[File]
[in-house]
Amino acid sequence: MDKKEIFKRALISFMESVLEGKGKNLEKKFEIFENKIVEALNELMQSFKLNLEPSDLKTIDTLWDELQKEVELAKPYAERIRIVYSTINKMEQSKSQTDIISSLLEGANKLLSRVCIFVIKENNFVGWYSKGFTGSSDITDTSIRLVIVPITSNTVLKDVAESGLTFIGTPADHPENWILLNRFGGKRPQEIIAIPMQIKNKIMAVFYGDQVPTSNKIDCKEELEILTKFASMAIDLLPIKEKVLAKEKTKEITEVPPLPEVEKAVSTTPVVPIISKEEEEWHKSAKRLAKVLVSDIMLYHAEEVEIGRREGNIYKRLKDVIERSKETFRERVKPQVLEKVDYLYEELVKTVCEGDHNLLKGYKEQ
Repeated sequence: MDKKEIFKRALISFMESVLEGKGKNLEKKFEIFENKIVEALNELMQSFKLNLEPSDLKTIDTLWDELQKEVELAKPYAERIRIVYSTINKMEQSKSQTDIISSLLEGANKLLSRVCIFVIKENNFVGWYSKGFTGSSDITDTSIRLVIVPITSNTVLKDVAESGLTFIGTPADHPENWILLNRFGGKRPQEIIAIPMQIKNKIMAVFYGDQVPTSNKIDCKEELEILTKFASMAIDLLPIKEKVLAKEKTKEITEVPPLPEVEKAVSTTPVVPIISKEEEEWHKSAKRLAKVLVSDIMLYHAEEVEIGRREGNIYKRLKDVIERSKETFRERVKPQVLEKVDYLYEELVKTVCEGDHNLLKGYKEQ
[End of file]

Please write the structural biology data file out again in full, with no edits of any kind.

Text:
[in-house]
Amino acid sequence: MDKKEIFKRALISFMESVLEGKGKNLEKKFEIFENKIVEALNELMQSFKLNLEPSDLKTIDTLWDELQKEVELAKPYAERIRIVYSTINKMEQSKSQTDIISSLLEGANKLLSRVCIFVIKENNFVGWYSKGFTGSSDITDTSIRLVIVPITSNTVLKDVAESGLTFIGTPADHPENWILLNRFGGKRPQEIIAIPMQIKNKIMAVFYGDQVPTSNKIDCKEELEILTKFASMAIDLLPIKEKVLAKEKTKEITEVPPLPEVEKAVSTTPVVPIISKEEEEWHKSAKRLAKVLVSDIMLYHAEEVEIGRREGNIYKRLKDVIERSKETFRERVKPQVLEKVDYLYEELVKTVCEGDHNLLKGYKEQ
Repeated sequence: MDKKEIFKRALISFMESVLEGKGKNLEKKFEIFENKIVEALNELMQSFKLNLEPSDLKTIDTLWDELQKEVELAKPYAERIRIVYSTINKMEQSKSQTDIISSLLEGANKLLSRVCIFVIKENNFVGWYSKGFTGSSDITDTSIRLVIVPITSNTVLKDVAESGLTFIGTPADHPENWILLNRFGGKRPQEIIAIPMQIKNKIMAVFYGDQVPTSNKIDCKEELEILTKFASMAIDLLPIKEKVLAKEKTKEITEVPPLPEVEKAVSTTPVVPIISKEEEEWHKSAKRLAKVLVSDIMLYHAEEVEIGRREGNIYKRLKDVIERSKETFRERVKPQVLEKVDYLYEELVKTVCEGDHNLLKGYKEQ